A little later, but may still apply
Posted by Carolyn B on June 11, 1998 at 18:52:26:
In response to I don't suppose you can get to London to see this...., written by Carolyn B on June 11, 1998 at 18:35:03
BTW, These are just things I found when doing a Yahoo search using the keywords +Thames +history + "water supply" + London. There were over 300 hits, so you might surf around the net some as well.
This text is from the article linked below from an on-line journal devoted to plumbing (who knew?) The dates the author gives are mid-century but some of the bolded details further down may apply to Regency period as well.
By the mid-1800s the by-products of the Industrial Revolution were flowering, mixing, and foaming with the waste and stench of nearly 3 million people in London. All sewers led to the Thames, pouring through bulkheads along the shores.
For several sultry days in 1859, the Thames seethed, seeped, and nearly boiled under the burning sun of an unusually hot season. Parliament was suspended as window blinds saturated with lime chloride and other disinfectants failed to subdue the odor and revulsion. It was so revolting that one foreign newspaper bannered twin headlines to catch the calamities of the day: "India Is In Revolt, and The Thames Stinks."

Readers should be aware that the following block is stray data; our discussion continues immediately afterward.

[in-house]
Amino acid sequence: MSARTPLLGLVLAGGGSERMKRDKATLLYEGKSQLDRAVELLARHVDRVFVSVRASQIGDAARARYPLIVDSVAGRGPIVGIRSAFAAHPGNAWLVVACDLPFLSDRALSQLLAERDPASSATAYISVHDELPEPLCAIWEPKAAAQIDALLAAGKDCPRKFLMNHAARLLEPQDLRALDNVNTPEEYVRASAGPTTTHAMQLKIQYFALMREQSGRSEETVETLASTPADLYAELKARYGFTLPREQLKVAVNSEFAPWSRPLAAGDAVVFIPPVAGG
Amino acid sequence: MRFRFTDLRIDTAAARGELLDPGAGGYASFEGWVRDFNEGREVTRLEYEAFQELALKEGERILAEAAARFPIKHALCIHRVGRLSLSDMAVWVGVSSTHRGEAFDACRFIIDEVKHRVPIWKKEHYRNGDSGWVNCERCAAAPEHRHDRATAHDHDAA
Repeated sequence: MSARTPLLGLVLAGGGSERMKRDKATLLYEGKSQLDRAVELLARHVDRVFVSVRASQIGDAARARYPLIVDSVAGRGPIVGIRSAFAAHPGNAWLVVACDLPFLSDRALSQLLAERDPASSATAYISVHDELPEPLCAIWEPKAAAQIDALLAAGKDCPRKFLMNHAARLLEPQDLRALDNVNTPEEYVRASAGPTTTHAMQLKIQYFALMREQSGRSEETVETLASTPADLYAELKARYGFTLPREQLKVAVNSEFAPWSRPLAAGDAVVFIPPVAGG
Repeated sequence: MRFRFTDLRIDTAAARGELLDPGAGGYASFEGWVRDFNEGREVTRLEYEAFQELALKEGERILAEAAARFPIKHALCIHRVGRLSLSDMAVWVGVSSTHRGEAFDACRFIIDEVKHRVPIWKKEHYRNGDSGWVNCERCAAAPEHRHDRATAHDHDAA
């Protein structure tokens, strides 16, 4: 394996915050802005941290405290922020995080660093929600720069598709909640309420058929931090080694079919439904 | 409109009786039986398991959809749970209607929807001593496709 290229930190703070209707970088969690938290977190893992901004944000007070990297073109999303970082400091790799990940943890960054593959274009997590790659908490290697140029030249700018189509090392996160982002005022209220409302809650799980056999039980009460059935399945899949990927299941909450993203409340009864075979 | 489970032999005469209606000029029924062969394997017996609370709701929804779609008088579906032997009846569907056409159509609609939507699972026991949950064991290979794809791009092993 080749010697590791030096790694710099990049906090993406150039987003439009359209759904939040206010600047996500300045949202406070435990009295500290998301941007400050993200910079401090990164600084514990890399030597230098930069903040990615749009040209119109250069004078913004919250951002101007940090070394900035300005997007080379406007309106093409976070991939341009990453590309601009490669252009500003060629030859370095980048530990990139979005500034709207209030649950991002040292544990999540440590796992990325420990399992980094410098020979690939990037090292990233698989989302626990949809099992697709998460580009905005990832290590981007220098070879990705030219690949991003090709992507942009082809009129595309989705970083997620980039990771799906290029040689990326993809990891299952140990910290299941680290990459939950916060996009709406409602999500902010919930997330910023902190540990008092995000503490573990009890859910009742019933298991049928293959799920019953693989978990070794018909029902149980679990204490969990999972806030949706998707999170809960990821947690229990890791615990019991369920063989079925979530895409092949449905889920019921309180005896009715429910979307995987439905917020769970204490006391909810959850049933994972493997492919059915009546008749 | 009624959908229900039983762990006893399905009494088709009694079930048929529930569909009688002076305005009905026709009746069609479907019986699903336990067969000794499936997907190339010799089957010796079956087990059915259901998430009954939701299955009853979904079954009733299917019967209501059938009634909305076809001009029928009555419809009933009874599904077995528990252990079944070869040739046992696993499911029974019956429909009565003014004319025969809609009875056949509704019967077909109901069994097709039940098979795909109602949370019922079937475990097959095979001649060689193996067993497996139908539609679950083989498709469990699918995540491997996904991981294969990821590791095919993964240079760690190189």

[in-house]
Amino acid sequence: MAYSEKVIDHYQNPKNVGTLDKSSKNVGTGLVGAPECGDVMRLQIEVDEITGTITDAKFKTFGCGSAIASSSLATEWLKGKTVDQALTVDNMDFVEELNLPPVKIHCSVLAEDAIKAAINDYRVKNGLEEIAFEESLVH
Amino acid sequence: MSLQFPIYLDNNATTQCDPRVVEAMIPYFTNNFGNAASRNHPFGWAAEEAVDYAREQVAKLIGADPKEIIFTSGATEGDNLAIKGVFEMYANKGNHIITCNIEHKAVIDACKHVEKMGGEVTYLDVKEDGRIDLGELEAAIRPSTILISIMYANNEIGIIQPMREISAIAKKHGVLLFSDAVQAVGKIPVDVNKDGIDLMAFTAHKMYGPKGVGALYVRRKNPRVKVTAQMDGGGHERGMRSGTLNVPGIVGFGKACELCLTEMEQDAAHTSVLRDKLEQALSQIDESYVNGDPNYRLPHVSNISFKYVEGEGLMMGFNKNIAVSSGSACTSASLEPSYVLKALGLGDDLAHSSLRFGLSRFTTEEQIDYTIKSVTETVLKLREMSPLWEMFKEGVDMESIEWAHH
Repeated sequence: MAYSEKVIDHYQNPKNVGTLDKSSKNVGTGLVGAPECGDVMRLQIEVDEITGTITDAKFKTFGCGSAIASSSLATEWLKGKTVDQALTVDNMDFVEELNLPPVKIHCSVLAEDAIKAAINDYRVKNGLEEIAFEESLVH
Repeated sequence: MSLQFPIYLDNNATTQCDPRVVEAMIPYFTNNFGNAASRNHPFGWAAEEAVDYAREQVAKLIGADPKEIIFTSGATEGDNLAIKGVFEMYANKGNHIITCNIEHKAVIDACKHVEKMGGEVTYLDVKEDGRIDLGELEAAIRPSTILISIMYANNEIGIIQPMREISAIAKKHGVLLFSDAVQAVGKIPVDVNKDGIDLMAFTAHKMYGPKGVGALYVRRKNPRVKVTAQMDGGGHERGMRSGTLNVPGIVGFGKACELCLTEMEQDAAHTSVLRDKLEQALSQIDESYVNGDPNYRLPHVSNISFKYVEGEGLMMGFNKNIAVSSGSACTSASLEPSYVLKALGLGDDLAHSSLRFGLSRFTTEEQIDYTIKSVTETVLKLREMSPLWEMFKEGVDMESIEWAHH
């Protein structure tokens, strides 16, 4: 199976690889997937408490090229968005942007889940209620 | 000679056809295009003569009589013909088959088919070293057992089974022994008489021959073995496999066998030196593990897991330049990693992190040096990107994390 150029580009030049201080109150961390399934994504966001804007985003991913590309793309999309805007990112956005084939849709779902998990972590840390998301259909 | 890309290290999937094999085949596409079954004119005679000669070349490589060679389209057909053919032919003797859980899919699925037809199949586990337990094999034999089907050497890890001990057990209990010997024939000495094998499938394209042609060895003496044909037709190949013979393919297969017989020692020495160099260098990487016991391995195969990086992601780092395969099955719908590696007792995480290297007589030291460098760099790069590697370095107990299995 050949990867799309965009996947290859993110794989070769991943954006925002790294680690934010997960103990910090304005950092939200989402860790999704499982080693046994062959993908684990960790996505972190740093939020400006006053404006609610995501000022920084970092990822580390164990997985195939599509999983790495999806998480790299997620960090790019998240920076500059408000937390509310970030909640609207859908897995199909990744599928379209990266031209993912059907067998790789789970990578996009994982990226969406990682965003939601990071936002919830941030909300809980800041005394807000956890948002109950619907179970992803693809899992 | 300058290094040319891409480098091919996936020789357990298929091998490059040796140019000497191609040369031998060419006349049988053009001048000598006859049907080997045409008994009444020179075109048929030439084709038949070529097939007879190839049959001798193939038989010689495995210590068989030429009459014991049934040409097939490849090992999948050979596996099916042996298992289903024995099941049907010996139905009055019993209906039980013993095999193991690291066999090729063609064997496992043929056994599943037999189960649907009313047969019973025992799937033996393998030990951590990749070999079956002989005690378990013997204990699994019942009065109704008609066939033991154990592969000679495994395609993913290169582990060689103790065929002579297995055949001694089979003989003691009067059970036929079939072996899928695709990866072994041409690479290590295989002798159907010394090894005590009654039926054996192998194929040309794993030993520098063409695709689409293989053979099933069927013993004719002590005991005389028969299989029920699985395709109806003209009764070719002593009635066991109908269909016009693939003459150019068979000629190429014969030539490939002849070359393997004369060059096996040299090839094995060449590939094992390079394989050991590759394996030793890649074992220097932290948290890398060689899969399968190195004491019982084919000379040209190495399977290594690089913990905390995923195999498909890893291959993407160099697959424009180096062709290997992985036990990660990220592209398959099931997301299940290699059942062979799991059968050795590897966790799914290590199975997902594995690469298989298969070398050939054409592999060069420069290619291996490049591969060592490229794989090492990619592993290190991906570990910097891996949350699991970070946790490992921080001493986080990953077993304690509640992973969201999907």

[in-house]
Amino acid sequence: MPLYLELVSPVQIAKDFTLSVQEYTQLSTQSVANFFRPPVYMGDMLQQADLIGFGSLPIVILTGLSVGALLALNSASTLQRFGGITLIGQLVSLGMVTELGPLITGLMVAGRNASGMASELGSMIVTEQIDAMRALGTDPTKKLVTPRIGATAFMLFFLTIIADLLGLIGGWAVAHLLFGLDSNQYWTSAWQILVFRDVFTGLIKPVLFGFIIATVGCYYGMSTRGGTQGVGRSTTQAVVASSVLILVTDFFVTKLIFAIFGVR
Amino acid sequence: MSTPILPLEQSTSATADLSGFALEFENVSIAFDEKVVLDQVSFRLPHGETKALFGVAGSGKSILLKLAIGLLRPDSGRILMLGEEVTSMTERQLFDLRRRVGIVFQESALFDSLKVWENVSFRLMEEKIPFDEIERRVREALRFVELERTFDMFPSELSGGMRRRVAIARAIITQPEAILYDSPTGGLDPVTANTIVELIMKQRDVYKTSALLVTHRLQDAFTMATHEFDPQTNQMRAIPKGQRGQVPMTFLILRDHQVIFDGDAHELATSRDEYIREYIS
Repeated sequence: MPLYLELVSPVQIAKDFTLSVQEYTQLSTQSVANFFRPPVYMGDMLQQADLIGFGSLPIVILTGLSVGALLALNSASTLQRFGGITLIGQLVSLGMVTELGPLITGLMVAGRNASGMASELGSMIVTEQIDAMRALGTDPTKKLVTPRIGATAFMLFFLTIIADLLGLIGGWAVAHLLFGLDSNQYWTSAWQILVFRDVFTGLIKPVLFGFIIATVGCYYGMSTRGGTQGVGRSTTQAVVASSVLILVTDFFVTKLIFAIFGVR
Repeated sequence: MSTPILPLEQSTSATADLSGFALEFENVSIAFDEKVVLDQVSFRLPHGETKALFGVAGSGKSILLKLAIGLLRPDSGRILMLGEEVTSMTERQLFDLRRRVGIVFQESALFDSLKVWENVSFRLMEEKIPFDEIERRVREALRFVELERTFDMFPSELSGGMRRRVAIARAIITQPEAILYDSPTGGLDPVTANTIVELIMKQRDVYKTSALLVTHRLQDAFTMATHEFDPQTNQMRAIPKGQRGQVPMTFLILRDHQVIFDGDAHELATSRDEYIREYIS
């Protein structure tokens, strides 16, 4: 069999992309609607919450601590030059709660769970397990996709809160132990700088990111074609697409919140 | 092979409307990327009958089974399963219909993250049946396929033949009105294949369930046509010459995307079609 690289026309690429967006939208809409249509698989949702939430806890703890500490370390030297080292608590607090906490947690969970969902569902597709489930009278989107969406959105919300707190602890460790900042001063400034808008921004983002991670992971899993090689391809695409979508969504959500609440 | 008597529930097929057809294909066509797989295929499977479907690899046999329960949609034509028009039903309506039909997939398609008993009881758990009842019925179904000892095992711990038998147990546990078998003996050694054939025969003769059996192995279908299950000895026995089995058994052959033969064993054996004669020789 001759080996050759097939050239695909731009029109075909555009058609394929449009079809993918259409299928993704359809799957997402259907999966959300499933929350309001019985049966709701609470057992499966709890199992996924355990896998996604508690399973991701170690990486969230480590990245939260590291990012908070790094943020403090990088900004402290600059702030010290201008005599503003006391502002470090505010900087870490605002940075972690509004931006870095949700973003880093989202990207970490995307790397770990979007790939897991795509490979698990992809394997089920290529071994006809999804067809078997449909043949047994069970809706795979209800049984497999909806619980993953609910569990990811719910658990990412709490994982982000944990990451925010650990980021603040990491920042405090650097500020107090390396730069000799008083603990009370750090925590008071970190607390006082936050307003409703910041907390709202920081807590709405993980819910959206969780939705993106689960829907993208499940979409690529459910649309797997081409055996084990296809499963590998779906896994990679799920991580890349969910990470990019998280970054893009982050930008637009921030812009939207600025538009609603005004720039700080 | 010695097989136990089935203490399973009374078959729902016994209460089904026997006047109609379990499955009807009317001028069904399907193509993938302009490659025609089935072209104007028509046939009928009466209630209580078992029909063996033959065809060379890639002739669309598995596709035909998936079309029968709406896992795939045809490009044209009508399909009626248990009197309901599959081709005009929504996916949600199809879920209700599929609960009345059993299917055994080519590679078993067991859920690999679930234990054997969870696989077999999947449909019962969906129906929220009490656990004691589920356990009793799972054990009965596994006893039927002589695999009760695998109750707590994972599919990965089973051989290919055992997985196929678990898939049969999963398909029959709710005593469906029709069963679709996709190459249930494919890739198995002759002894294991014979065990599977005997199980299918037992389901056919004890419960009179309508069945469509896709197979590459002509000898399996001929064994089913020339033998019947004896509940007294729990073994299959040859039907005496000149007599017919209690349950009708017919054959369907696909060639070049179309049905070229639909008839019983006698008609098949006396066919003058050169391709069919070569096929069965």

Personal hygiene fared no better under such a dead-end sanitary system. Tenements swarmed with people, but there were no indoor "necessaries" for them, not even running water.
Water was drawn from pumps stationed in streets throughout the city, the water rationed and serving hundreds of people. The pumps were open only during certain hours of certain days, the water to be carried home in pots or jugs, or just tasted in a pittance of a sip.
The finer homes may have had a tin or copper bath tub. But in the early 1800s piping was still confined to the first floor, the water heated by kettles over an open fire.
Tenements loomed several stories high as space was at a premium. The buildings were erected in long rows, back to back, containing tiny-room apartments with little or no ventilation (landlords were taxed for windows). Dank and putrid latrines, if any, were on the ground floor.
Inside the house or apartment, waste was stored in a glass urinal or metal chamber until filled. Tenants usually disposed of the contents by tossing them out the doors or windows.
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